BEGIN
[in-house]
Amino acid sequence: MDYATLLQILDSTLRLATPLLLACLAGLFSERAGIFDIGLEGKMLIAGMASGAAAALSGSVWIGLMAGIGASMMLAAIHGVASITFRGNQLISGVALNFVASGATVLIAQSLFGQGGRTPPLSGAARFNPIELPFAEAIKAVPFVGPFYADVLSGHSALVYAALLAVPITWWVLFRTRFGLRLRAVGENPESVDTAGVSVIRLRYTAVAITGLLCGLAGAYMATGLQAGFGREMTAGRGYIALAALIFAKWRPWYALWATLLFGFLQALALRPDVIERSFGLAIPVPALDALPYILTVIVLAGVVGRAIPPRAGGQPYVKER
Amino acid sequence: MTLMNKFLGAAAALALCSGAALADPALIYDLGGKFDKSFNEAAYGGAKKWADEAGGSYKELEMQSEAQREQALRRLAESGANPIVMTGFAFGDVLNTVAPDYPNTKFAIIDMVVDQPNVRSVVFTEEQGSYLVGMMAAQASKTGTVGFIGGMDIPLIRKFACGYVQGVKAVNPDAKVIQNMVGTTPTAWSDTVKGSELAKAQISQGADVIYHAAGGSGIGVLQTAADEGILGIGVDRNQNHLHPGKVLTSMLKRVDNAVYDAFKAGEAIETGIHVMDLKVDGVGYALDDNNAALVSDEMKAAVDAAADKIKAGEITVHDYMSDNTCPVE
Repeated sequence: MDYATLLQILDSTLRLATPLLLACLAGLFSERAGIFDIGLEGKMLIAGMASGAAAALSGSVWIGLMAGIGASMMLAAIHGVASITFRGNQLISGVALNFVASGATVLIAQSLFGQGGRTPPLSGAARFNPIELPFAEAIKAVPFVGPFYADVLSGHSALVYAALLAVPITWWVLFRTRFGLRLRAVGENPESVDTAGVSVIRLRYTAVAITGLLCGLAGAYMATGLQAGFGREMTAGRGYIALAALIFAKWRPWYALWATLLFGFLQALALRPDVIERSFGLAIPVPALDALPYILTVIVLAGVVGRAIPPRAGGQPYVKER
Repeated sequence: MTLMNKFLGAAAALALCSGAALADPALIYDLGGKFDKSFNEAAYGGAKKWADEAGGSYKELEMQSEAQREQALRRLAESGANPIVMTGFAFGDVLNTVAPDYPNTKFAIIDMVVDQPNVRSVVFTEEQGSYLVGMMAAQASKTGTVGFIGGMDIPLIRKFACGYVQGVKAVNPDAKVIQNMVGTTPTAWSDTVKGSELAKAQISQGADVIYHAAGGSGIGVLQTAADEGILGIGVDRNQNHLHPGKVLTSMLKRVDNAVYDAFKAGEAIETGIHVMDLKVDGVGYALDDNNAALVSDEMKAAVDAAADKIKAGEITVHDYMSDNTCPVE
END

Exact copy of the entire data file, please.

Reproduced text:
[in-house]
Amino acid sequence: MDYATLLQILDSTLRLATPLLLACLAGLFSERAGIFDIGLEGKMLIAGMASGAAAALSGSVWIGLMAGIGASMMLAAIHGVASITFRGNQLISGVALNFVASGATVLIAQSLFGQGGRTPPLSGAARFNPIELPFAEAIKAVPFVGPFYADVLSGHSALVYAALLAVPITWWVLFRTRFGLRLRAVGENPESVDTAGVSVIRLRYTAVAITGLLCGLAGAYMATGLQAGFGREMTAGRGYIALAALIFAKWRPWYALWATLLFGFLQALALRPDVIERSFGLAIPVPALDALPYILTVIVLAGVVGRAIPPRAGGQPYVKER
Amino acid sequence: MTLMNKFLGAAAALALCSGAALADPALIYDLGGKFDKSFNEAAYGGAKKWADEAGGSYKELEMQSEAQREQALRRLAESGANPIVMTGFAFGDVLNTVAPDYPNTKFAIIDMVVDQPNVRSVVFTEEQGSYLVGMMAAQASKTGTVGFIGGMDIPLIRKFACGYVQGVKAVNPDAKVIQNMVGTTPTAWSDTVKGSELAKAQISQGADVIYHAAGGSGIGVLQTAADEGILGIGVDRNQNHLHPGKVLTSMLKRVDNAVYDAFKAGEAIETGIHVMDLKVDGVGYALDDNNAALVSDEMKAAVDAAADKIKAGEITVHDYMSDNTCPVE
Repeated sequence: MDYATLLQILDSTLRLATPLLLACLAGLFSERAGIFDIGLEGKMLIAGMASGAAAALSGSVWIGLMAGIGASMMLAAIHGVASITFRGNQLISGVALNFVASGATVLIAQSLFGQGGRTPPLSGAARFNPIELPFAEAIKAVPFVGPFYADVLSGHSALVYAALLAVPITWWVLFRTRFGLRLRAVGENPESVDTAGVSVIRLRYTAVAITGLLCGLAGAYMATGLQAGFGREMTAGRGYIALAALIFAKWRPWYALWATLLFGFLQALALRPDVIERSFGLAIPVPALDALPYILTVIVLAGVVGRAIPPRAGGQPYVKER
Repeated sequence: MTLMNKFLGAAAALALCSGAALADPALIYDLGGKFDKSFNEAAYGGAKKWADEAGGSYKELEMQSEAQREQALRRLAESGANPIVMTGFAFGDVLNTVAPDYPNTKFAIIDMVVDQPNVRSVVFTEEQGSYLVGMMAAQASKTGTVGFIGGMDIPLIRKFACGYVQGVKAVNPDAKVIQNMVGTTPTAWSDTVKGSELAKAQISQGADVIYHAAGGSGIGVLQTAADEGILGIGVDRNQNHLHPGKVLTSMLKRVDNAVYDAFKAGEAIETGIHVMDLKVDGVGYALDDNNAALVSDEMKAAVDAAADKIKAGEITVHDYMSDNTCPVE